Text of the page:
Having said that though, we do want to mitigate it to some extent, as we have to provide rigorous training for the new recruits each time. We want the education system in the country to play a role here, so that candidates come out of the education institutions equipped with these skills. We can then just provide the process training and get them to start working straight away. But still, the situation has improved a lot compared to what it used to be. Previously we would need train a new recruit for six months. This has come down to three months, as we have been able to implement the best practices we learned through our experience in the industry. We brought highly skilled trainers from abroad too. But even then it shouldn’t take three months. It should take one month. But it’s a work in progress. We are working closely with the ICT Division and other government organisations in order to mitigate this gap.

FINTECH: The ICT Division has been very active in planning different projects and showed genuine interest in working with the private sector. Could you talk about your experience of working with the government?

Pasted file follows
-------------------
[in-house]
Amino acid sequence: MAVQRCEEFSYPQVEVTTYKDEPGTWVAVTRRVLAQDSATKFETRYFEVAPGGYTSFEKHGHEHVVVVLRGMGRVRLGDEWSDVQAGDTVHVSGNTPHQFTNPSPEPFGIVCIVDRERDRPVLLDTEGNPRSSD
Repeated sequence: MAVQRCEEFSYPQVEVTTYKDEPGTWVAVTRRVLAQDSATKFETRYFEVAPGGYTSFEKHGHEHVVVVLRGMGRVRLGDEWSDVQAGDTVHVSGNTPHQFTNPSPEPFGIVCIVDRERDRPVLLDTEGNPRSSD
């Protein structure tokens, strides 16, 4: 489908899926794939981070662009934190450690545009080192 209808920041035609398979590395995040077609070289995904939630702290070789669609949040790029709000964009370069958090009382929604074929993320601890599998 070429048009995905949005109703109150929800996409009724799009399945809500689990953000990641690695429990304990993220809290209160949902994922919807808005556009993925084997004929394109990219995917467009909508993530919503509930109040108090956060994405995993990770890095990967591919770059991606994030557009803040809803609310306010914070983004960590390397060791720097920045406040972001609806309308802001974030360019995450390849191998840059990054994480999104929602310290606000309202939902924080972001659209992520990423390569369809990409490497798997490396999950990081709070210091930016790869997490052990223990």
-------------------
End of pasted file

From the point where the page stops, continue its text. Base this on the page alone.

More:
WRS: The experience has been very good, in fact, unexpectedly so. The way we work so closely with the government, particularly the ICT Division, is truly unprecedented here in Bangladesh. The support we got from the ICT Division in the last seven or eight years has been excellent. Starting from the policy level decision making to international events and in other needs of the industry, they are jointly working with us. They are welcoming us in every meeting, in every decision making, they are really listening to us. It’s not like they are solving every problem for us, but previously there was no one who would even listen to the problems. Now we can communicate our issues and concerns.